Alabama skips tougher virus rules despite worsening pandemic
MONTGOMERY, Ala. (AP) — Faced with climbing virus numbers, Alabama Gov. Kay Ivey on Tuesday extended a state health order that limits the number of people in restaurants and stores but didn’t follow other states that have issued new restrictions amid the worsening pandemic.
Ivey announced she was extending the state’s “safer at home” order that, among other things, limits occupancy in stores and restaurants, limits nursing home visitation, prohibits non-work gatherings where social distancing can’t be maintained and requires safety measures at salons and other businesses. The Republican governor extended the order, which had been set to expire Friday, through the end of July.
In a news conference at the Alabama Capitol, Ivey expressed an aversion to issue new closure orders, saying “you can’t have a life without a livelihood,” but pleaded with people to voluntarily wear masks and take other precautions.
“Let me urge you, in the strongest manner I can, to incorporate COVID-19 precautions into your daily routine,” Ivey said.
State health officials have expressed alarm over the state’s recent virus numbers
As of Tuesday, Alabama had more than 37,000 cases of the new coronavirus, and more than 25% of infections in the last two weeks, according to numbers from the Alabama Department of Public Health.
State Health Officer Scott Harris said the percentage of coronavirus tests coming back positive is at its highest point, at just under 11%. “That means we know we have increasing transmission going on in the community,” Harris said.
He said hospitalizations are also at its highest point, with 750 COVID-19 patients in hospitals and just 275 intensive care beds available statewide. Ivey said she reserved the right to reverse course if needed to prevent state hospitals begin getting overwhelmed.
The Department of Public Health on Tuesday released color codings for counties, based on the recent trajectory of virus numbers, that list counties from low risk to very hig risk.
Some states in the South and West have ordered new restrictions.
Republican governors in Arizona, Florida and Texas have ordered new restrictions, such as closing bars, amid an alarming resurgence of coronavirus cases. Arizona closed gyms and theaters, and some states, including California and North Carolina, are requiring masks in public places.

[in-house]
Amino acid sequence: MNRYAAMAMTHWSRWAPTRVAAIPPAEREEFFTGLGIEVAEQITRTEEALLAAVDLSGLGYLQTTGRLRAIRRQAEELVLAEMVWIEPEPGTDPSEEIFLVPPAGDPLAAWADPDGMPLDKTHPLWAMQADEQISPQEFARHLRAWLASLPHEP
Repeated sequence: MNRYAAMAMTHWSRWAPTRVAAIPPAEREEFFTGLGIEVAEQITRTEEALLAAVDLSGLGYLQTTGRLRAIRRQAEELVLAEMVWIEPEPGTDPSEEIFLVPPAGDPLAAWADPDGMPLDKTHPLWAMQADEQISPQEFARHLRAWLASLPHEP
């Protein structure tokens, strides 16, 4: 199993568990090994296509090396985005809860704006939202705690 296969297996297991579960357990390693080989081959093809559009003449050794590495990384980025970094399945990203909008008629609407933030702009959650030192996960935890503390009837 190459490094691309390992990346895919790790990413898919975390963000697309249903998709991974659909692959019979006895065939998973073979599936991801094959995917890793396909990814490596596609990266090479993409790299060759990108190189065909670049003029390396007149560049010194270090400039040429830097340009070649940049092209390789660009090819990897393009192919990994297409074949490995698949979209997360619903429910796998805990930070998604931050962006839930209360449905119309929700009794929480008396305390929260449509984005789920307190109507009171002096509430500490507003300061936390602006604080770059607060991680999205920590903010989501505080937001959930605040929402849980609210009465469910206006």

Ivey said she thought a statewide mask order would be “next to impossible” to enforce.
“You shouldn’t have to order somebody to do what is just in your own best interest and that of your family, friends and neighbors,” Ivey said.
Some cities, including Montgomery and Birmingham, have implemented mask requirements.
Rep. Dexter Grimsley, who lost his sister Lorianne Grimsley Shakespear to COVID-19, spoke at the news conference and urged people to take it seriously.
“If she was alive today, that’s exactly what she would be telling me each and every day, protect yourself and protect others.” Grimsley said.
Harris joined Ivey and Grimsley in uring people to take precautions, noting the “safer at home order” means “you are safer at home.”
“This is a time for us to step up and take responsibility for our own behavior,” Harris said.
The Alabama Hospital Association, Nursing Home Association and Medical Association of the State of Alabama praised Ivey’s decision to extend the current restrictions.
“The number of hospitalizations is increasing, and the state has now had more than 900 deaths attributed to COVID-19. Things are not getting better. They are getting worse,” the groups said in a news release.
For most people, the new coronavirus causes mild or moderate symptoms, such as fever and cough that clear up in two to three weeks. For some, especially older adults and those with existing health problems, it can cause more severe illness and even be fatal.
Follow AP coverage of the virus outbreak at https://apnews.com/VirusOutbreak and https://apnews.com/UnderstandingtheOutbreak.